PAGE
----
On DVD: Alamar

I am still processing my reaction to Alamar, a very small film filled with emotion that is carefully obscured by a lack of dialogue and a visual technique that favors sea and sky over the faces of its characters. There is something very rich about Alamar as an atmospheric experience; it places the viewer in the middle of alien land- and seascapes, and the three chief characters spend most of the picture fishing. There is a good dose of Hemingway here - not the swaggering insistence upon metaphoric "significance," but the interest in how nature shapes people is present, and so is the pared-back style. But writer-director Pedro Gonzalez-Rubio is not trying to emulate anyone else's style. He has very particular interests - in the father-son relationship that the story depicts and in capturing a rare lifestyle that, despite editorial precision, occasionally receive too much screen time. At 73 minutes, Alamar is far from an epic; yet its brevity is insufficient. Alamar is affecting, but it may have been more so a half-hour short.

Gonzalez-Rubio first shows us five-year-old Natan being prepared for a trip to visit his father, who lives in a remote fishing outpost off the coast of Mexico. His Italian mother stays behind in the city, where she awaits Natan's return, and their eventual move to Rome. Natan and his father, Jorge, spend the bulk of the film fishing together, under the watchful eye of a veteran fisherman. Their very simple life together consists of nights eating and sleeping in a shack sitting on stilts in the harbor and days learning to fish. We see Jorge trying to instill a very old way of life in his son, who we understand is going to grow up in highly cosmopolitan surroundings. We see Natan form a stronger bond with Jorge and with the old man. We also feel the impending pain of Natan's move to Rome - a move that will put a continent and an ocean between him and his father.

is successful on some levels; in other ways, it doesn't work at all. Gonzalez-Rubio uses deep silence - long stretches free of dialogue - to document the sea-bound culture that is Jorge's (and Natan's) heritage. These documentary-like passages have poetry, but they move against the storytelling imperative of feature filmmaking. Strictly speaking, the story - which consists almost solely of the relationship between Jorge and Natan - stands still while the camera allows its investigative eye to linger on shots of the waves, fishing techniques, and other silent or near-silent activity. These sequences of stillness and silence aren't without interest, but they are too long, and their length works against the development of narrative or emotional momentum. We quickly come to understand the solitude, the foreignness, and the unique qualities of Jorge's way of life from the initial scenes in which Jorge and Natan are ferried out to a spot in the middle of the ocean, where they meet the old man's fishing boat. The remoteness and silence speak for themselves.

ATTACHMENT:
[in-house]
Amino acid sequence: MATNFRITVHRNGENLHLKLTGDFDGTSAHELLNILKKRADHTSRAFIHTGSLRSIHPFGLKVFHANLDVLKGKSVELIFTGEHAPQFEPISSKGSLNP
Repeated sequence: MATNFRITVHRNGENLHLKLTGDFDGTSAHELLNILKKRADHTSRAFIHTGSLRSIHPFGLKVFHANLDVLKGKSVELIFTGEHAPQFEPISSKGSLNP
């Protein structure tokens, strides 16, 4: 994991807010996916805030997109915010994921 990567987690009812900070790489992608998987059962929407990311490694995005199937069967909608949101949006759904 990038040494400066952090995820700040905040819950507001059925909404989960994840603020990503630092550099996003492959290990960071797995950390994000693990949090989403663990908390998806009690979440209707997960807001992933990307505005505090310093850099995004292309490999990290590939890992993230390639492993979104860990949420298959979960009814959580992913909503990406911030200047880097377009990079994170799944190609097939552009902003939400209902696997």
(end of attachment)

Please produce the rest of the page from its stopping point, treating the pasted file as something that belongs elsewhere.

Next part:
The inevitability of Jorge and Natan's impending separation hovers sadly in the atmosphere throughout the entire film. Their parting, however, is not dramatized. Emotion is perhaps too understated in
Alamar, a film that skillfully avoids cliche and convention, but is perhaps also afraid of being direct. The emotional heart of Alamar, while detectable at the film's fringes, is balanced uncomfortably between artful suggestion and willful obscurity. Gonzalez-Rubio may be uncomfortable depicting naked emotion, or mistrustful of it. I think Alamar's success at festivals and with many critics is due to this same nervousness - a symptom of what may be a larger problem. Although ambiguity has enormous value in the cinema, I begin to suspect the wisdom and intentions of a filmmaker who favors shots that are not about people to shots that are about people, especially when the narrative grafted onto the documentary-style framework of Alamar is clearly meant to evoke something poignant about family and human relationships. Too often, however, we skirt past the really difficult bits that pertain to these latter matters, and settle on something that we claim to be metaphorically significant or otherwise related to them, fooling ourselves all the while that this disengagement is really engagement.

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